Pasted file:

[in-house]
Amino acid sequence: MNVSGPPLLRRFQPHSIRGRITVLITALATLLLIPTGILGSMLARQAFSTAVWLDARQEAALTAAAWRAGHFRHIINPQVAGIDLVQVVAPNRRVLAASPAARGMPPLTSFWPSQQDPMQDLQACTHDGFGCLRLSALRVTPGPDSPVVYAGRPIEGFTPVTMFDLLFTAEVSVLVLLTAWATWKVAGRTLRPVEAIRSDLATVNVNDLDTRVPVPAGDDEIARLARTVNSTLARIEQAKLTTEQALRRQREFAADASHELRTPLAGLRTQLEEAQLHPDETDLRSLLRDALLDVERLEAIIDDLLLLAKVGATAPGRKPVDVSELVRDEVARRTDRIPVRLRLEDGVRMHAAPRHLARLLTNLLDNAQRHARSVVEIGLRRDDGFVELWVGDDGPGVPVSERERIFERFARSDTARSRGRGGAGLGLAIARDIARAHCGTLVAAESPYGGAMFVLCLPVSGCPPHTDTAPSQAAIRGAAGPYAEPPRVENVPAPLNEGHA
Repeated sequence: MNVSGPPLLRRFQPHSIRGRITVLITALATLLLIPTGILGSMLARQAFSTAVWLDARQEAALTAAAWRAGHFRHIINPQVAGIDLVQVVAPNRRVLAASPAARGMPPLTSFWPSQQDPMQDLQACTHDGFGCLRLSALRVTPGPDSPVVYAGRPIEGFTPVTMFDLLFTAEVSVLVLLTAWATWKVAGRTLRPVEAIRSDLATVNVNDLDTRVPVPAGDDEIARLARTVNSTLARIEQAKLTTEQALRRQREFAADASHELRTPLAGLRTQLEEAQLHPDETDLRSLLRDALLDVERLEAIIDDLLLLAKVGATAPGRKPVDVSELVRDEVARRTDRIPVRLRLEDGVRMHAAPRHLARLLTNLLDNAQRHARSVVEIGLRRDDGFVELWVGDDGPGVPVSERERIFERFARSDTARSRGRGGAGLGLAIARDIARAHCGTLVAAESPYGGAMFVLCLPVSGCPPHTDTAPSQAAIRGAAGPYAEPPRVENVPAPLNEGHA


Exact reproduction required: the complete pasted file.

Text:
[in-house]
Amino acid sequence: MNVSGPPLLRRFQPHSIRGRITVLITALATLLLIPTGILGSMLARQAFSTAVWLDARQEAALTAAAWRAGHFRHIINPQVAGIDLVQVVAPNRRVLAASPAARGMPPLTSFWPSQQDPMQDLQACTHDGFGCLRLSALRVTPGPDSPVVYAGRPIEGFTPVTMFDLLFTAEVSVLVLLTAWATWKVAGRTLRPVEAIRSDLATVNVNDLDTRVPVPAGDDEIARLARTVNSTLARIEQAKLTTEQALRRQREFAADASHELRTPLAGLRTQLEEAQLHPDETDLRSLLRDALLDVERLEAIIDDLLLLAKVGATAPGRKPVDVSELVRDEVARRTDRIPVRLRLEDGVRMHAAPRHLARLLTNLLDNAQRHARSVVEIGLRRDDGFVELWVGDDGPGVPVSERERIFERFARSDTARSRGRGGAGLGLAIARDIARAHCGTLVAAESPYGGAMFVLCLPVSGCPPHTDTAPSQAAIRGAAGPYAEPPRVENVPAPLNEGHA
Repeated sequence: MNVSGPPLLRRFQPHSIRGRITVLITALATLLLIPTGILGSMLARQAFSTAVWLDARQEAALTAAAWRAGHFRHIINPQVAGIDLVQVVAPNRRVLAASPAARGMPPLTSFWPSQQDPMQDLQACTHDGFGCLRLSALRVTPGPDSPVVYAGRPIEGFTPVTMFDLLFTAEVSVLVLLTAWATWKVAGRTLRPVEAIRSDLATVNVNDLDTRVPVPAGDDEIARLARTVNSTLARIEQAKLTTEQALRRQREFAADASHELRTPLAGLRTQLEEAQLHPDETDLRSLLRDALLDVERLEAIIDDLLLLAKVGATAPGRKPVDVSELVRDEVARRTDRIPVRLRLEDGVRMHAAPRHLARLLTNLLDNAQRHARSVVEIGLRRDDGFVELWVGDDGPGVPVSERERIFERFARSDTARSRGRGGAGLGLAIARDIARAHCGTLVAAESPYGGAMFVLCLPVSGCPPHTDTAPSQAAIRGAAGPYAEPPRVENVPAPLNEGHA